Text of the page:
The most serious melee of the day came at Lap 60 when a 12-car pileup ensued on the front stretch. Kempf was able to navigate through it but did take some damage that tore the front fender away from his car. Not so lucky were the second and third place cars of Barnes and Hudson. While Barnes and Hudson both rebounded to rejoin the field, at the checkered flag it was Kempf, followed by Alan Huddleston in second and Joe Williamson in third. Ironically, but not surprising, the Top Three finishers are former Salem Speedway Track Champions. Huddleston was able to snake past both Barnes and Hudson to get into the second spot and hung on from there. However, getting past the post race inspection was another story.
This racer found a unique way to cool his Ford Nine-Inch Rearend for the abuse Bristol pro
Huddleston failed the post-race inspection for not having the required ignition module setting, which limited the cars to 5,500 rpm. His was set at 7,500 rpm, well over the limits the rule book called for.
Huddleston was disqualified and Williamson moved up to Second. North Carolina driver Jason Leatherwood was credited with Third, followed by Kentucky driver Mike Velotta, and Indiana driver Beau Hendrich to round out the Top Five. Of the 52 starters, 36 racers took the checkered flag to finish the rain-shortened event at Lap 77.
"This is awesome, to lead flag-to-flag here at Bristol," says winner Kempf. "I have a great crew who came and helped me with this car today. I work a 10-hour shift then come home and work on this car. I have been living on about four hours a sleep a day for the last two weeks to get down here. Now it has all paid off. I came out of Turn 4 one time, cars were going everywhere, and I just picked a spot and went through, just clipping my front fender. The banking here is a lot like the tracks back home, but a whole lot smoother. Some guys said it was a little rough, but come to Salem and race. I run through holes four inches deep up there."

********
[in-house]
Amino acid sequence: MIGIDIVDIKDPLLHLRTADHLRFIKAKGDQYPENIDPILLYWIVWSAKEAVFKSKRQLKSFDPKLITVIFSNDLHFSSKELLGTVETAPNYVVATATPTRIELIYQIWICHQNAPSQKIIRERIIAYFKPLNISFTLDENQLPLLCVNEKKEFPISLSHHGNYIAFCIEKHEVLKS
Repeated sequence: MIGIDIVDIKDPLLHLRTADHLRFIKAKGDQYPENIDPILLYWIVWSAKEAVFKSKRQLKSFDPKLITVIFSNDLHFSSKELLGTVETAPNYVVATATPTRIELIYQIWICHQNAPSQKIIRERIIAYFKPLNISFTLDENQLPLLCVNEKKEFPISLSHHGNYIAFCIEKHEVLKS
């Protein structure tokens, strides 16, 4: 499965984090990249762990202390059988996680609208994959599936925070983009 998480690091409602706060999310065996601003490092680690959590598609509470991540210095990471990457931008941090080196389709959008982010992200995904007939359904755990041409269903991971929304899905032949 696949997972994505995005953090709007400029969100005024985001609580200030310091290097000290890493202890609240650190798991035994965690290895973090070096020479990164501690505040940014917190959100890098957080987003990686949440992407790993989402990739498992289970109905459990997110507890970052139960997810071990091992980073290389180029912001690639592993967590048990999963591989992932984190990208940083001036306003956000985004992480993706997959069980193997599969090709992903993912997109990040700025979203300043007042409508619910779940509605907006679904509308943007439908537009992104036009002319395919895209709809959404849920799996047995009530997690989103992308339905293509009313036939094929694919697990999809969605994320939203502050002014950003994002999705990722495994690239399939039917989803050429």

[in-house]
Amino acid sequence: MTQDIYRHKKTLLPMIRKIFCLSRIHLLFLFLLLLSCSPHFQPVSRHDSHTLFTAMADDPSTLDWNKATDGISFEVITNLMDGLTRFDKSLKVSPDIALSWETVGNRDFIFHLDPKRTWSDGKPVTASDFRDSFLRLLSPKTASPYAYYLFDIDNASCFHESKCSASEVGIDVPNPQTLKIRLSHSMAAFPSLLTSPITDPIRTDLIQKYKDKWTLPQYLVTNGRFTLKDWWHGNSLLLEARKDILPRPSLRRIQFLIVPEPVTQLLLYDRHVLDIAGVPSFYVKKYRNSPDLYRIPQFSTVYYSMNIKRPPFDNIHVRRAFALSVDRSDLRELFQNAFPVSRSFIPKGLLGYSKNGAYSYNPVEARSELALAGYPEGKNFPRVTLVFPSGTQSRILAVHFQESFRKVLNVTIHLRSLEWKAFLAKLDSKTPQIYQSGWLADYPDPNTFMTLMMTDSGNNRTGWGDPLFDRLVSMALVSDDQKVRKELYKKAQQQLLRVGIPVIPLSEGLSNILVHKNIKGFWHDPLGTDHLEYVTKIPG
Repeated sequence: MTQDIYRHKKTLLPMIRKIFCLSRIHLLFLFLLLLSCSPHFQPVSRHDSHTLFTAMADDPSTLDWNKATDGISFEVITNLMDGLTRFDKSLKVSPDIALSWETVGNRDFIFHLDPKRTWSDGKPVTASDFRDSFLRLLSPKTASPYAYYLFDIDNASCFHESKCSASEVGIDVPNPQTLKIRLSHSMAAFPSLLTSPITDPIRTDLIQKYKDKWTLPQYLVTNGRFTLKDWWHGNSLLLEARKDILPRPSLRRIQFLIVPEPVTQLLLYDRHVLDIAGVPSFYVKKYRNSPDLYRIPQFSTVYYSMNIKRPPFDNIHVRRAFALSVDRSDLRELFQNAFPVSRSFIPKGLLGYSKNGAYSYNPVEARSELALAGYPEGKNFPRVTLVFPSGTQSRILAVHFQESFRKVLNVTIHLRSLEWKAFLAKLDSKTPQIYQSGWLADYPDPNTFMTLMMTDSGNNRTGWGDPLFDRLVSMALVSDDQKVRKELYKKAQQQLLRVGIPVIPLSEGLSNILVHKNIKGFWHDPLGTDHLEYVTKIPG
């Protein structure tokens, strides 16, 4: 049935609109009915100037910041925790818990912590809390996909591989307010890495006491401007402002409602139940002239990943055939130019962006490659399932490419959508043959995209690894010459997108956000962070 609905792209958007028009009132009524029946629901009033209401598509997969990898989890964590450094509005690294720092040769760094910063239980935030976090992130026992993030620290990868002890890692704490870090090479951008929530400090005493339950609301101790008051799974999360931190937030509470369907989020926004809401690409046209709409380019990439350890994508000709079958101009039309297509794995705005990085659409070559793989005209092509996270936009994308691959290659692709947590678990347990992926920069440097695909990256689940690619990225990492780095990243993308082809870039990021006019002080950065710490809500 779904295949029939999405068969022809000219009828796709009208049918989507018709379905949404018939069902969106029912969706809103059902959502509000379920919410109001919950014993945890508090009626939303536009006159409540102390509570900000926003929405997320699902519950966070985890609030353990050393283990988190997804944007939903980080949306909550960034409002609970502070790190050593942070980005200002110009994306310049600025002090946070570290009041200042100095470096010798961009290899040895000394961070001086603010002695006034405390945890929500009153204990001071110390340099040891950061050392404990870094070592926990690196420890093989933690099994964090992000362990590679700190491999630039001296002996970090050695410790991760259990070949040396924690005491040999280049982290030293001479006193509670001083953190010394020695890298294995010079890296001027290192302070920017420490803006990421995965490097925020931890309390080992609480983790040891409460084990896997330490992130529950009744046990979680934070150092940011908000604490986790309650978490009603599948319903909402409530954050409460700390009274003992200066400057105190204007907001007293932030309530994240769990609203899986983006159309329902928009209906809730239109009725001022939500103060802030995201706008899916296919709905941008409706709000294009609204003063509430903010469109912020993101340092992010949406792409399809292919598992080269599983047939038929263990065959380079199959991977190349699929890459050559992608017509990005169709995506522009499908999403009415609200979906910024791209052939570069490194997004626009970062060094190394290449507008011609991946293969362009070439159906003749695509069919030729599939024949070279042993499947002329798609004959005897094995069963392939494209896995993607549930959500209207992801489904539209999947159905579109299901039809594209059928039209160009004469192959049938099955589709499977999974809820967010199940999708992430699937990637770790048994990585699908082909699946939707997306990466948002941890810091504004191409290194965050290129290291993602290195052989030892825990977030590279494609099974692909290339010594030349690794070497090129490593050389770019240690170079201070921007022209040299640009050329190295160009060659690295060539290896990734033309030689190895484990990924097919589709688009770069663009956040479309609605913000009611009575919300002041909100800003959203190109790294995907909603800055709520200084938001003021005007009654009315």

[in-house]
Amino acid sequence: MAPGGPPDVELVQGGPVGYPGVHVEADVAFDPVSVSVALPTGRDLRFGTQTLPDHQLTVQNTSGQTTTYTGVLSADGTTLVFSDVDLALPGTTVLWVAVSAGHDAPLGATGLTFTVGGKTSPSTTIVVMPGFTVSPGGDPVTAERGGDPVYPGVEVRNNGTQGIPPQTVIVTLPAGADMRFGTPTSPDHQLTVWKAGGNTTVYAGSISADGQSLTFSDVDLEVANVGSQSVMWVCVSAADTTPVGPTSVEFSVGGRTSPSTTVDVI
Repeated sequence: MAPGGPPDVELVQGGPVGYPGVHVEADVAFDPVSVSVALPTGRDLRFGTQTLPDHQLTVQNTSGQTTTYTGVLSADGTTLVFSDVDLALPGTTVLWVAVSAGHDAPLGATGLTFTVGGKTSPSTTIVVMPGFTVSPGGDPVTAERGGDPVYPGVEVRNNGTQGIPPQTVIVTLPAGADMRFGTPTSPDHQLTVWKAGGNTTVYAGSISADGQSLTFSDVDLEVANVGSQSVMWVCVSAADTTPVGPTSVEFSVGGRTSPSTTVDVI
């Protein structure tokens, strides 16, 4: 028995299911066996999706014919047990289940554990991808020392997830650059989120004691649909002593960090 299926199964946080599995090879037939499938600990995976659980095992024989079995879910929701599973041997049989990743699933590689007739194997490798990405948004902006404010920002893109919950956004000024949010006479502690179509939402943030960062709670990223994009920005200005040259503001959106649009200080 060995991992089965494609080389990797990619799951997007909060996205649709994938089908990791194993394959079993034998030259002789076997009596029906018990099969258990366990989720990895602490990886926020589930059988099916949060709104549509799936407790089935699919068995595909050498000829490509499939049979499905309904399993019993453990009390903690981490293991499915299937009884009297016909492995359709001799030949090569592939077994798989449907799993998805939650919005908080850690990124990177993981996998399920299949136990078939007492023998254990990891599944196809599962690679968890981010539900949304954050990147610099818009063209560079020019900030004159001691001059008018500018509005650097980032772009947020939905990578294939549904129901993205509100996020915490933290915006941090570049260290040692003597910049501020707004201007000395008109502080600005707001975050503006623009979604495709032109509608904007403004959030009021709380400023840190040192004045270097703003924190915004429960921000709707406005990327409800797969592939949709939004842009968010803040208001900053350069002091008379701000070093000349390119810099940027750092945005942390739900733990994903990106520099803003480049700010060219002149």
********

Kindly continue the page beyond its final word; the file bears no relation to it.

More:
"I had a really good car," states Second Place finisher Williamson. "My car was fast, I was just trying to stay out of the wrecks. I couldn't be more pleased to debut at Bristol like this. If I could drive into the turn like I wanted, it would have been a little better. That was the only place guys were gaining on me; I could pull them coming off the corner. At the break, we took a little crossweight out of it to try to get in the corners better. It would have been close, but Kempf was the class of the field today. Winchester Speedway and Salem experience helped to come here. This is the same driving-style track; it is a smooth Winchester and Salem Turn 3 and 4. This track has a real grip. When you can flat-foot a car on 8-inch Hoosier Comanches in the center of the turn it's unreal. If you've never run here you're missing a real experience, I'm telling you that," finishes Williamson.
Following the event, both Kimmel and the Bristol management were pleased, even though Mother Nature didn't exactly cooperate. "I think it went really well. All in all, I am tickled with the performance," states Kimmel. "The weather was horrendous, but everyone seems happy. I have had a lot of feedback from racers and they all seem very happy with the effort and outcome. Not really any complaints, maybe just a little about a rule or two here and there, but everyone is happy and said they would go back."
Meyhem ensues on the high banks of Bristol. In all, 12 cars were collected in this wreck.